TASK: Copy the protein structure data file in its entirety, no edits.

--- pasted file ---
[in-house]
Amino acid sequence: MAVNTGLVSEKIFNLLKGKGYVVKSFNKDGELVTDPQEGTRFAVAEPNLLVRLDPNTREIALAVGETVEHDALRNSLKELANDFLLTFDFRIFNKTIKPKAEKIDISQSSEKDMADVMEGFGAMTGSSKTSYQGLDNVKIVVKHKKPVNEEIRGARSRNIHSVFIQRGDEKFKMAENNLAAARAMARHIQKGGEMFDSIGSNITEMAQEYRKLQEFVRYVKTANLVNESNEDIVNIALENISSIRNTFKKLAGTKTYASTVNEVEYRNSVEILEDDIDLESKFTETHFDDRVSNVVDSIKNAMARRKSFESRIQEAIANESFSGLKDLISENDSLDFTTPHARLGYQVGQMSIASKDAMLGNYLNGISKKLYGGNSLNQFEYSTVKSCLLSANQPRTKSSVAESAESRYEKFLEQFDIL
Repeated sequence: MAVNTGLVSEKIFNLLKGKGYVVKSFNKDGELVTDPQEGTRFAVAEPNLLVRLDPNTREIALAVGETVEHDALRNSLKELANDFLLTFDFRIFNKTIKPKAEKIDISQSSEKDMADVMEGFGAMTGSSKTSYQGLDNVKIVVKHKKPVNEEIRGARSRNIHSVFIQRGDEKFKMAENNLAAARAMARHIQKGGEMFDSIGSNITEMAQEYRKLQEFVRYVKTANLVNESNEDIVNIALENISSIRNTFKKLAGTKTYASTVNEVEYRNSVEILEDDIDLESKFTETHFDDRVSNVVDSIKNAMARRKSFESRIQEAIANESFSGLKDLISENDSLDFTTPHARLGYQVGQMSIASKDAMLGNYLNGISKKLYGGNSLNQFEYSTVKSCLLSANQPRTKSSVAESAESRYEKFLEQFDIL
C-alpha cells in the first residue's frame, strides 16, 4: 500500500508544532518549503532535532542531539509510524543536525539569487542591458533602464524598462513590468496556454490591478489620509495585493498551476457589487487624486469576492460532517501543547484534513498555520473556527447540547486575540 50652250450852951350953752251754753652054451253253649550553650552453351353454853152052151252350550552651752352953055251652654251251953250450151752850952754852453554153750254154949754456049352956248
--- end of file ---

[in-house]
Amino acid sequence: MAVNTGLVSEKIFNLLKGKGYVVKSFNKDGELVTDPQEGTRFAVAEPNLLVRLDPNTREIALAVGETVEHDALRNSLKELANDFLLTFDFRIFNKTIKPKAEKIDISQSSEKDMADVMEGFGAMTGSSKTSYQGLDNVKIVVKHKKPVNEEIRGARSRNIHSVFIQRGDEKFKMAENNLAAARAMARHIQKGGEMFDSIGSNITEMAQEYRKLQEFVRYVKTANLVNESNEDIVNIALENISSIRNTFKKLAGTKTYASTVNEVEYRNSVEILEDDIDLESKFTETHFDDRVSNVVDSIKNAMARRKSFESRIQEAIANESFSGLKDLISENDSLDFTTPHARLGYQVGQMSIASKDAMLGNYLNGISKKLYGGNSLNQFEYSTVKSCLLSANQPRTKSSVAESAESRYEKFLEQFDIL
Repeated sequence: MAVNTGLVSEKIFNLLKGKGYVVKSFNKDGELVTDPQEGTRFAVAEPNLLVRLDPNTREIALAVGETVEHDALRNSLKELANDFLLTFDFRIFNKTIKPKAEKIDISQSSEKDMADVMEGFGAMTGSSKTSYQGLDNVKIVVKHKKPVNEEIRGARSRNIHSVFIQRGDEKFKMAENNLAAARAMARHIQKGGEMFDSIGSNITEMAQEYRKLQEFVRYVKTANLVNESNEDIVNIALENISSIRNTFKKLAGTKTYASTVNEVEYRNSVEILEDDIDLESKFTETHFDDRVSNVVDSIKNAMARRKSFESRIQEAIANESFSGLKDLISENDSLDFTTPHARLGYQVGQMSIASKDAMLGNYLNGISKKLYGGNSLNQFEYSTVKSCLLSANQPRTKSSVAESAESRYEKFLEQFDIL
C-alpha cells in the first residue's frame, strides 16, 4: 500500500508544532518549503532535532542531539509510524543536525539569487542591458533602464524598462513590468496556454490591478489620509495585493498551476457589487487624486469576492460532517501543547484534513498555520473556527447540547486575540 50652250450852951350953752251754753652054451253253649550553650552453351353454853152052151252350550552651752352953055251652654251251953250450151752850952754852453554153750254154949754456049352956248